I live near the area where gerberas (Gerbera jamesonii) grow wild. I remember the species in my parents’ garden back in the late 50s, and recently I chanced upon a deserted homestead in the mountains, and all that remained of the garden was thousands upon thousands of gerberas in full flower. If ever there was a plant where the wild flower and the modern lab hybrids differ, it is this one! All those thousands of red flowers made an impression that could still be called subtle and natural. And guess what – despite having 15 acres, I’m keen to explore vertical gardening!

Would LOVE to have seen that deserted homestead in the mountains ! Did you take photos ? – Saxon

rob cardillo April 17, 2011, 5:47 am

Thanks for the valuable insights, Saxon, into this wonderfully weird world. I most enjoyed your final frame of the rolling hills and oaks. After all that concentrated chroma, I can feel my eyes relax!

Thanks for dropping by Rob, and yes the hills were a true tonic after the overload of flowers – Saxon

Rebecca Sweet April 17, 2011, 10:38 am

I’ve never been to the trials, but loved walking through with you Saxon, if only through this post! I think you and I are similar in that I much prefer rolling hills and meadows to photograph, but it’s wonderful to see this other world of gardening and photography, isn’t it! And thanks for the link-love, too!!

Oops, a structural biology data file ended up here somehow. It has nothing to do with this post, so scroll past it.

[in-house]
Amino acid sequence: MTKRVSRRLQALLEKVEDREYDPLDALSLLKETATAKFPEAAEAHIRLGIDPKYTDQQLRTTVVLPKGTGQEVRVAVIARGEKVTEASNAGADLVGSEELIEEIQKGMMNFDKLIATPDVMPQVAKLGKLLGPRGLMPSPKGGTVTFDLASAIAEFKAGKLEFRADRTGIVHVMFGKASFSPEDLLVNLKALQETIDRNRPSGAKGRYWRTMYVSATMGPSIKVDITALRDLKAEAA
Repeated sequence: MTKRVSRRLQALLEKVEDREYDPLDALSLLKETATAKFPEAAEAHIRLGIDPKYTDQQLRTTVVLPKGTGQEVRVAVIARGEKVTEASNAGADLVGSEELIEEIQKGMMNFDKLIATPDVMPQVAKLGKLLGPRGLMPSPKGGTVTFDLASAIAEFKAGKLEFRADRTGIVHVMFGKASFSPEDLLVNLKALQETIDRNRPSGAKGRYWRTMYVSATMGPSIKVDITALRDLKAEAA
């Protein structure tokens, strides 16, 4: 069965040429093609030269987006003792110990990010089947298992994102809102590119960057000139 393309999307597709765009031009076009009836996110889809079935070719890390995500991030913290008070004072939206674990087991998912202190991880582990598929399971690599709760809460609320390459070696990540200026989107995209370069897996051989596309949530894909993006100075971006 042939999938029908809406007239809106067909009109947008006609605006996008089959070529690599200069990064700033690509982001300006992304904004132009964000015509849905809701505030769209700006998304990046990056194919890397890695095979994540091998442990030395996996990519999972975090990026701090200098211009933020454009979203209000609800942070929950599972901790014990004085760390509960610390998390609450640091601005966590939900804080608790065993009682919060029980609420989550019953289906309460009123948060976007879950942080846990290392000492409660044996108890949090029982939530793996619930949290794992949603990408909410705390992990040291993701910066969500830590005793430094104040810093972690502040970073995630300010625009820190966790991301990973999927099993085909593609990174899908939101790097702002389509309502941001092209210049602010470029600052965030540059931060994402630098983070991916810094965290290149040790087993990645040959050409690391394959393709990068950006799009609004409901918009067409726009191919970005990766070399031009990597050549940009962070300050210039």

The trials are an amazing event. For another tour, In 2008 I posted a series of postings here, especially concentrating on the marketing aspects, even the soft porn allusions – Saxon

Susan Morrison April 17, 2011, 10:57 am

A book mention is always appreciated, but the part about the spring trials is particularly interesting. I never even heard of them until this past year, so I appreciate you spreading some light on the process. I’m still a little confused though. Are the attendees primarily nurseries looking to scope out new stock and garden writers looking for content?

The Trials are a nursery / breeder / grower event to highlight new introductions. Target audience are growers and distributors – and those that market them. Buyers from the big chains like Lowe’s and Walmart seek new introductions and exclusives. For a lot more insight follow my series of 3 posts linked to my response to Rebecca. – Saxon

Fern @ Life on the Balcony April 17, 2011, 10:39 pm